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The New Right Papers, by Robert W. Whitaker, ...
by Roy A. Childs, Jr
In Inquiry, June 1982, pp. 30-34 - Previous Article / Next Article

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The New Right Papers, edited by Robert W. Whitaker. St. Martin's Press,
226 PP.. $12.95.
Post-Conservative America: People, Politics, and Ideology in a
Time of Crisis, by Kevin P. Phillips. Random House, 320 pp., $14.50.
Speak Out: Against the New Right, edited by Herbert F. Vetter. Beacon
Press, 188 pp., $14.50. The new
math of Ronald Reagan's sweep I to power, an uproar was heard
from two different quarters of the
American political scene. In the offices
of the victorious leaders of the emerg-
ing New Right, there was a great deal
of strutting and beating of chests;
across the political barricades, in the
liberal camp, there was much hand-
wringing and proclaiming of apoca-
lypse. "What did we do wrong?" the
liberals were asking ingenuously, hav-
ing failed to recognize how far re-
moved from their constituents they
had actually become. For years they
had belittled predictions and warn-
ings of a swing to the right, and now
they had no idea of how it had come
about, or how profound it was.
The growth of the New Right over
the past half-dozen years has been
one of the most complex and remark-
able shifts in modern political history.
That movement is as different from the
older Right as George Wallace is from
Barry Goldwater. I t has groped its
way to a position that free-market con-
servatives find nearly unrecognizable,
while developing a n organizing
strategy that combines the grass-roots
activism of the 1960s New Left with
ROY A . CIIILUS. J R , is a polzq anabs! with
!he Ca!o I n s t h f e of Washzngton, D. C.
modern direct-mail computer wizard-
ry. The New Right is politically so-
phisticatcd, and knows what it is after:
the replacement of what it sees as a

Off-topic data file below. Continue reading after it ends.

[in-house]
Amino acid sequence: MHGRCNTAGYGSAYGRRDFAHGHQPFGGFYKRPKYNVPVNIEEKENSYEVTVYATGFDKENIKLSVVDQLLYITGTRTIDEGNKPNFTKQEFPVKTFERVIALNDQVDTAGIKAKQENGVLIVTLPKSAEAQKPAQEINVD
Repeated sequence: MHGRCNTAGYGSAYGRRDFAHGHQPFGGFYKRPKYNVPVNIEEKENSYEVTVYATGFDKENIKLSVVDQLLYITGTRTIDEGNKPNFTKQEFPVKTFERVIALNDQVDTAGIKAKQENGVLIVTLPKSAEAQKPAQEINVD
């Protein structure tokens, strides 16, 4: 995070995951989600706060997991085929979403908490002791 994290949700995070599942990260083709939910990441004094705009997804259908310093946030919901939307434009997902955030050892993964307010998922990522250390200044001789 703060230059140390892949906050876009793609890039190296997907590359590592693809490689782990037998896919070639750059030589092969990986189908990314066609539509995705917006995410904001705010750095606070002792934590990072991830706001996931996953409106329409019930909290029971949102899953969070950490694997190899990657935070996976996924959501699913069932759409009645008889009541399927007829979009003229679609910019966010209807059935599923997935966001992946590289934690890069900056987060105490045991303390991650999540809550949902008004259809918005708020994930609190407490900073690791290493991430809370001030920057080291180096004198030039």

liberal establishment by its own
populist, authoritarian movement. In
a profound sense, then, the New Right
is not conservative a t all; it is a radical,
even revolutionary, movement, as
scornful of conservatism as of liberal-
ism, as hostile to a laissez-jaire free
market as to socialism.
While in many ways the New Right
has been under construction since the
'Wallace for President campaign of
1968, it has only come of age in the
past few years. In his essay in Robert
Whitaker's The New Right Papers,
Richard Viguerie claims that "if there
was a single moment you can point to
as the beginning of the New Right, it
came in August 1974." For years con-
servatives had worked within the Re-
publican Party, but they faced one
humiliating defeat after another, as
their congressional leaders compro-
mised and sold out to Republican
"moderates." Then, in 1974, Nixon
resigned; Gerald Ford became presi-
dent and chose the hated liberal-
Republican Nelson Rockefeller as his
vice president.
"The night after Ford's announce-
ment," Viguerie recalls, " I held a din-
ner for about fifteen conservative
friends in Washington to plan a
strategy to stop Rockefeller from win-
ning confirmation." But it was no use;
the liberals in both parties had victory
locked up. And there was the problem,
Viguerie thought: Liberalism was in
fact an independent power transcend-
ing the two major parties, while con-
servatism was not. Viguerie, together
with his associates, resolved to make
conservatism into such a force, so that
Republicans could no longer take their
support for granted.
The frustration of these New Right
leaders-the name was given to them
by Kevin Phillips in 1975-led to a
whirlwind ofdedicated activism, orga-
nization, and fundraising. Their aim
was to take control of the Republican
Party, or to start a new party if they
couldn't, in order to overthrow the
liberal establishment and assume con-
the liberal establishment W so? To hear them tell it, it
is for fine, Jeffersonian reasons with
which a libertarian could readily sym-
pathize. They and their constituents
regard liberalism as tyrannical, as an
alien force in American society that
has seized power and is using the
federal government to impose on them
an agenda they find loathsome.
The best expression of this sense of
having been violated is the essay in The
New Right Papers by Samuel T. Fran-
cis, legislative assistant to Senator
John East (R-N.C.), himselfone ofthe
most prominent leaders of the move-
ment. The New Right, he says, is a
populist response to "perceived injus-
tices, unrelieved exploitation by
anonymous powers t h a t be, a
threatened future, and an insulted
past." He uses Donald Warren's con-
cept of "Middle American Radicals"
(MARS), who are resentful of both the
rich and the poor, since "the rich give
in to the demands of the poor, and the
middle income people have to pay the
Many of the New Right theorists
identify a "new ruling class," and
Robert Whitaker, head of The Populist
Forum and a conspicuous participant
in the West Virginia textbook con-
I 9 x 2
.I (,..I?

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